Future proof your career

If you are not a creative thinker, you can kiss your job goodbye.

About 75% of the organisations surveyed by the World Economic Forum for its Future of Jobs Report 2023 mentioned creative thinking as the top skill required to navigate today’s complex world.

This was followed by analytical thinking, as the second most sought of skill for future jobs.

What makes creative thinking so important today?

In the world of artificial intelligence and ChatGPT, creative thinking is one skill that cannot be replicated by machines. People high on this skill set are able to look at situations differently and navigate complexities easily. Their ‘out-of-box’ thinking makes them the go-to person for solving problems.

Such people are eager to support and motivate others, thereby strengthening the culture of collaboration and teamwork within the organisation. This can have a direct impact on boosting productivity and efficiency.

Remember the different and unique way your offices adapted to Covid-19 situation? Many companies came up with innovative methods to ensure employees remained engaged in the virtual world. We even saw competitive pharmaceutical companies come together to develop a common vaccine. The Indian government moved with alacrity to online systems, ensuring essential services were not disrupted.

On a personal level I know of many friends and colleagues take the plunge to become entrepreneurs after rediscovering their lost passion during the lockdown. They completely changed their lifestyle and adopted a new business model. Creativity was certainly at a high here!

Businesses often fall into the trap of working in a certain way. So do we. I remember once asking why our company does not comment on the budget. The response I had got was that it had never done so and that was the way it was! It is not easy to change that mindset and explore something new, to get away from doing things the way they have always been done, and find innovative ways that takes the team along.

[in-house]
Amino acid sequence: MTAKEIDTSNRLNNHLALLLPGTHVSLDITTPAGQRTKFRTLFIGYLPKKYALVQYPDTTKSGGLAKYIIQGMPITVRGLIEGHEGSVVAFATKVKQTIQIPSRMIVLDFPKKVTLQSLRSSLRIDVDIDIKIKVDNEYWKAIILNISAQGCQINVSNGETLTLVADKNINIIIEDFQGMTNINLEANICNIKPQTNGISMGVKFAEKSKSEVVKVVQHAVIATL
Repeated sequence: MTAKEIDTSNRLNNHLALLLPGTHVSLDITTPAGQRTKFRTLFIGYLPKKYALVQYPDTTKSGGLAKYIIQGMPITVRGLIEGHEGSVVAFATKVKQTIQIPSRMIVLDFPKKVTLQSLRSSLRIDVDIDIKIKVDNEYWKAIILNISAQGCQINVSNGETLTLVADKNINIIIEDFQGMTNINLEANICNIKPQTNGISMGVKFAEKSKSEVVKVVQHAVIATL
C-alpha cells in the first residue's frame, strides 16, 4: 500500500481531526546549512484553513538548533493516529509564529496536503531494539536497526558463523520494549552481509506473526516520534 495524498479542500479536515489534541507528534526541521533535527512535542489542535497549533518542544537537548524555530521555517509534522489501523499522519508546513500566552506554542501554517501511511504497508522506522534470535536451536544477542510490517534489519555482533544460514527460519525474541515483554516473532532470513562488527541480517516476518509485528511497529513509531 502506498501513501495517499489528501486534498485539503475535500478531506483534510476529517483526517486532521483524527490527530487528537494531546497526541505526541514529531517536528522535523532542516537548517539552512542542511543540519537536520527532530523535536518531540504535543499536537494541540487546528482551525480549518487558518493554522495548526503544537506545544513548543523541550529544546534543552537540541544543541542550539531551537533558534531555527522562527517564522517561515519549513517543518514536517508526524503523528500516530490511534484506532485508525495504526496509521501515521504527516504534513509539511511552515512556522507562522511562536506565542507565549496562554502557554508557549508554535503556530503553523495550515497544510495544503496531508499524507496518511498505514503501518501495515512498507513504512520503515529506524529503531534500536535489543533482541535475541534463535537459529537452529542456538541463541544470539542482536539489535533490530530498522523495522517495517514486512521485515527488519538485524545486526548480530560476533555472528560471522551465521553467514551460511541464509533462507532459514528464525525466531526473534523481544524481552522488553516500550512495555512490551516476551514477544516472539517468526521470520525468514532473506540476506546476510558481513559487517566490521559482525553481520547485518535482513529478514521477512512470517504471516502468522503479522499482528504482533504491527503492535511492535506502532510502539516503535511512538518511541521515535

Being creative is the only way you can have career longevity. When you are open to scouting for new ideas you are safeguarding your career from future shocks. There is ample evidence to show that creative people are able to hold on to their jobs steadfastly and are also able to move up the ladder quickly.

How does one inculcate the habit of thinking creatively? Well, the easiest way is to by asking curious questions. Ask questions that can help you identify gaps in the product/market. Scan the competitive landscape to arrive at a list of things that can be done better and differently. The idea is to create a continuous circle of improvement and adaptability.

The other simple way to foster creativity is by sharing. Working in silos is dead. The best way to get the best results is through cross functional collaborations. When people with diverse thought processes come together to solve a problem, it creates a pool of innovative ideas that can quickly cascade into actionable items. While not all ideas can be translated into action, the teamwork ensures that there are enough alternatives to fall back on, should circumstances require so.

In coaching, one of my favourite question has always been ‘and what else?’ This question always has the client think of options and zero on to what is the best solution to whatever problem they are facing currently. This question when applied in business settings wherein complex problems need to be solved can actually open the door to disruptive thinking.

By fostering a culture of creative thinking, the organisation also adopts a growth mindset that enables continuous improvement.

Ask yourself how much of creative thinking you bring to the table and work towards fine tuning this very critical job skill for the future.

The views and opinions published here belong to the author and do not necessarily reflect the views and opinions of the publisher.

Sarita Bahl
Sarita Bahl is an alumnus of Tata Institute of Social Sciences and the Swedish Institute of Management Program. An experienced and versatile leader, she comes with nearly four decades of professional experience. She has over the years successfully overseen the communications and public affairs function and led the corporate social responsibility strategy for Bayer South Asia, Pfizer, and Monsanto, among others. Sarita has held multiple roles across diverse industries, the public sector, trade associations, MNCs, and the not-for-profit sector. Her areas of interest include advocacy, stakeholder engagement, sustainability, and communications.

As an Associate Certified Coach (ACC) from the International Coaching Federation (ICF) and Senior Practitioner (Mentoring) from the European Council of Mentoring and Coaching (EMCC), Sarita specializes in career transition, inner engineering and life issues. Sarita enjoys writing and is passionate about animals, books, and movies.

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